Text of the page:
TupolevTu154 From Germany, joined Aug 2004, 2208 posts, RR: 26 Posted (7 years 11 months 3 weeks 20 hours ago) and read 2095 times:
I realise that some of my queries may seem stupid and that I'm getting far too worried about nothing, but I have found some unnerving sights whilst conducting my pre-flight walk-arounds of the PA-38. Many may be superficial, but worrying nonetheless. My question to you engineers and maintenance personnel are highlighted below, these are issues that are the same every time I fly the aircraft, and maybe one day they won't do any good. For example...
Whilst ensuring the trimmer is operational, some loud groaning sounds can be heard whilst switching from fully aft to fully fwd.
Small and worn down dents are evident on the leading edges of the propeller blades.
A panel that covers the fuselage and base of the Vertical stabilizer is wobbly.
These are just a few of the things that slightly worry me, and as I've said earlier, I've done 15 hours in the aircraft and i'm still alive and well. Are these "Problems" problems at all? Or can these issues be found amongst hundreds of other airworthy GA aircraft?
Thanks for any help in advance. Those new DA40's are looking more attractive every time I fly
Ajd1992 From , joined Dec 1969, posts, RR:
Reply 1, posted (7 years 11 months 3 weeks 18 hours ago) and read 2079 times:
Personally, the throttle friction nut isn't a problem if you can still freely move the throttle, but in the checklist you do need to set it to finger tight for take off, then loose after landing. If it's tight enough on take off, i don't really see the problem but on/after landing you don't need much power anyway because you have to ride the brakes once you get it going.
The rest, i would be a little worried about though. Take it up with your FBO especially the groaning trim wheel and rust on the undercarriage. Don't really want an uncontrollable plane at 2000 feet, or a wheel snapping off on landing. Oh and as well, the security of the light on the exterior are a part of the checklist so that's definitely a worry.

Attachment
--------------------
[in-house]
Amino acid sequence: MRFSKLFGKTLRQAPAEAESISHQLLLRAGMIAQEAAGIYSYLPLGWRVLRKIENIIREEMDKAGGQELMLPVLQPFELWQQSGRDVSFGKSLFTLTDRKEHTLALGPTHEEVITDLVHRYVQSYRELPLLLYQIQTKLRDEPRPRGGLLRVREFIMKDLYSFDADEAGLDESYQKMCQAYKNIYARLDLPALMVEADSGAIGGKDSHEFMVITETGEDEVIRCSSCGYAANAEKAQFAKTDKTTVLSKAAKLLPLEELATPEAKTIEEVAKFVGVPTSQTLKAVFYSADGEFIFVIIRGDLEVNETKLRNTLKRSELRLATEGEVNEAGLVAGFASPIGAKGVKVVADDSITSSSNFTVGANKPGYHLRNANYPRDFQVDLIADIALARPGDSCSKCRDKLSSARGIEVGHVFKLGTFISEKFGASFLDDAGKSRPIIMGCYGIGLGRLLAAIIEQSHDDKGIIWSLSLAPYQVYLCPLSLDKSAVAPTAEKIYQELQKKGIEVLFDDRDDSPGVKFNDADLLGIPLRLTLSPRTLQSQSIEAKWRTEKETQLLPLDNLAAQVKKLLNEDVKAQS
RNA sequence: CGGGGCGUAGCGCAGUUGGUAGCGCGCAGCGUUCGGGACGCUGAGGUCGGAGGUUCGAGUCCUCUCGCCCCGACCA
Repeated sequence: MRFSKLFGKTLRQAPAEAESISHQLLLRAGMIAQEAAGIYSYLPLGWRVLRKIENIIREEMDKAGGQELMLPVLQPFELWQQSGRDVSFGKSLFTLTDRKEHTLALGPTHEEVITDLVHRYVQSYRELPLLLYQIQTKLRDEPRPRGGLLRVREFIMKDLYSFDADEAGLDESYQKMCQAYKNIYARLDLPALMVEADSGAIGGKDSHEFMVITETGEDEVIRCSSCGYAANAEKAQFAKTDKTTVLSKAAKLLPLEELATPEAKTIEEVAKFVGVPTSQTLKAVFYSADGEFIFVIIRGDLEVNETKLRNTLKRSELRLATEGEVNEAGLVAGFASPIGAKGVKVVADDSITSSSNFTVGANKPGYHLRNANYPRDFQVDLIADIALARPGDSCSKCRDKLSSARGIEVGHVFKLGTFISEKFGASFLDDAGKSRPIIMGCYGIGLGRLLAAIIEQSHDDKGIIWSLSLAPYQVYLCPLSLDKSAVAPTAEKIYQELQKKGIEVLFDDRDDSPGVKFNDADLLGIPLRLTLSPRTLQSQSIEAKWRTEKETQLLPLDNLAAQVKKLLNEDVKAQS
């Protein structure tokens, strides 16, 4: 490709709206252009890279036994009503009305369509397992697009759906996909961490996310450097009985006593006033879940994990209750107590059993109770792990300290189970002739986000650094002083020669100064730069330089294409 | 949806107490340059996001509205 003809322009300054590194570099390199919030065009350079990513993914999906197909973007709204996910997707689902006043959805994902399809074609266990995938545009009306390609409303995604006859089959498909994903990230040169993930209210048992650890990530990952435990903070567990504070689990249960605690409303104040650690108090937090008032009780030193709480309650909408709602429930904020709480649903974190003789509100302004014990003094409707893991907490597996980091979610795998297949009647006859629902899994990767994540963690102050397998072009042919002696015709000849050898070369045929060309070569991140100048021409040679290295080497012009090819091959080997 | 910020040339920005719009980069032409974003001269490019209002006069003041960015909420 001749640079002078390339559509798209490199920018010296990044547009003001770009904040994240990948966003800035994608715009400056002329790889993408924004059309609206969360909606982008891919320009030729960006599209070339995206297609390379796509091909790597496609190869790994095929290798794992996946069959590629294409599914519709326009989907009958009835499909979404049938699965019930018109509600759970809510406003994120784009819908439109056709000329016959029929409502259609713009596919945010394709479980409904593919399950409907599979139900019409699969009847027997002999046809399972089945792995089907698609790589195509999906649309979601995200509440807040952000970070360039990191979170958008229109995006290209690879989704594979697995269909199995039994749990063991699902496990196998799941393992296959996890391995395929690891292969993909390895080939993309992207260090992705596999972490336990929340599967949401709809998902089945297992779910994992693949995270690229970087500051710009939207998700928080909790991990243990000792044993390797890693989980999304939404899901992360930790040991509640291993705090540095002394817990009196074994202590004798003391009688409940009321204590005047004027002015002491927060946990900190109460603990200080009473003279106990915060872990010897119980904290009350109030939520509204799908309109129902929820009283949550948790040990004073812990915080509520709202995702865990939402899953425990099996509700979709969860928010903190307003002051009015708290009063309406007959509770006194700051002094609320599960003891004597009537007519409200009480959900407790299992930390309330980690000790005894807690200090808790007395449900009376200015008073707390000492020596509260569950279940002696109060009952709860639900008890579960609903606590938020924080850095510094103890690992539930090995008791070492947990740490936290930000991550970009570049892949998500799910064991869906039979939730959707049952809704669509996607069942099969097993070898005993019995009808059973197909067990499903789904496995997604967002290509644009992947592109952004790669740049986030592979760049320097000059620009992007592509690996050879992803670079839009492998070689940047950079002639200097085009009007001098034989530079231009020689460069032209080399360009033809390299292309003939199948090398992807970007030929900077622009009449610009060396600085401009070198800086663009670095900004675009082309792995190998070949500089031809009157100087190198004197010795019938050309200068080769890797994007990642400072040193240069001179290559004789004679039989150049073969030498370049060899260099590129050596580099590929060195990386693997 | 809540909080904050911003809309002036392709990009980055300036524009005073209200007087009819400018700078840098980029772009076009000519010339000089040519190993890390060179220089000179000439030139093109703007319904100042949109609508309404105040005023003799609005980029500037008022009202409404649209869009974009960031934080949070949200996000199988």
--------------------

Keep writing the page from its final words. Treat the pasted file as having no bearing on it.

Then again, i'm probably not the best person to ask because i only have 4 hours in a tomahawk.
That is the gelcoat on the fiberglass cracking, not uncommon in older aircraft, especially hard working ones like trainers. Keep in mind that spot right there is very close to all the waves coming off the prop and the vibrations off the engine. So a lot is happening right there.
There are definately set standards for how big of nick is allowed before you have to redress the prop. A nick can be a stress riser and a crack can proprograte from that point causing eventual failure of the blade. But that being said it is amazing how nicked a blade can be or how much can actually be removed when dressing one. Can I assume that since you live in the UK you have never seen an airplane that has operated off gravel? It is amazing how beat up those props get.
Screwed on or does it use quarter turn fasteners. Again, you are simply not going to get a very tight fit on a panel if it uses quarter turns and there is a rubber gasket behind it...it is going to wiggle a bit.
TupolevTu154 From Germany, joined Aug 2004, 2208 posts, RR: 26
Reply 3, posted (7 years 11 months 3 weeks 17 hours ago) and read 2058 times:
Quoting L-188 (Reply 2): That one does bother me a bit more because it is a primary control, but I would be more worried about it binding the control.
It's never worked in this particular aircraft (G-BVHM). I've never had a problem with unwanted throttle movements.
Quoting L-188 (Reply 2): A little surface rust probably isn't unexpected either, especially if you live near the coast. There should be standards for the aircraft set by the manufacturer on how much is allowed.
The aircraft is parked about 100m away from a river mouth on the coast, so I guess that's understandable. I never took that into consideration!
Quoting L-188 (Reply 2): Can I assume that since you live in the UK you have never seen an airplane that has operated off gravel? It is amazing how beat up those props get.
Can't say I have.
Quoting L-188 (Reply 2): Friends don't let Friends fly fiberglass
Exactly what my instructor has said many times
Thanks for your very informative reply L-188. Has put my mind at ease, and for that I am very grateful!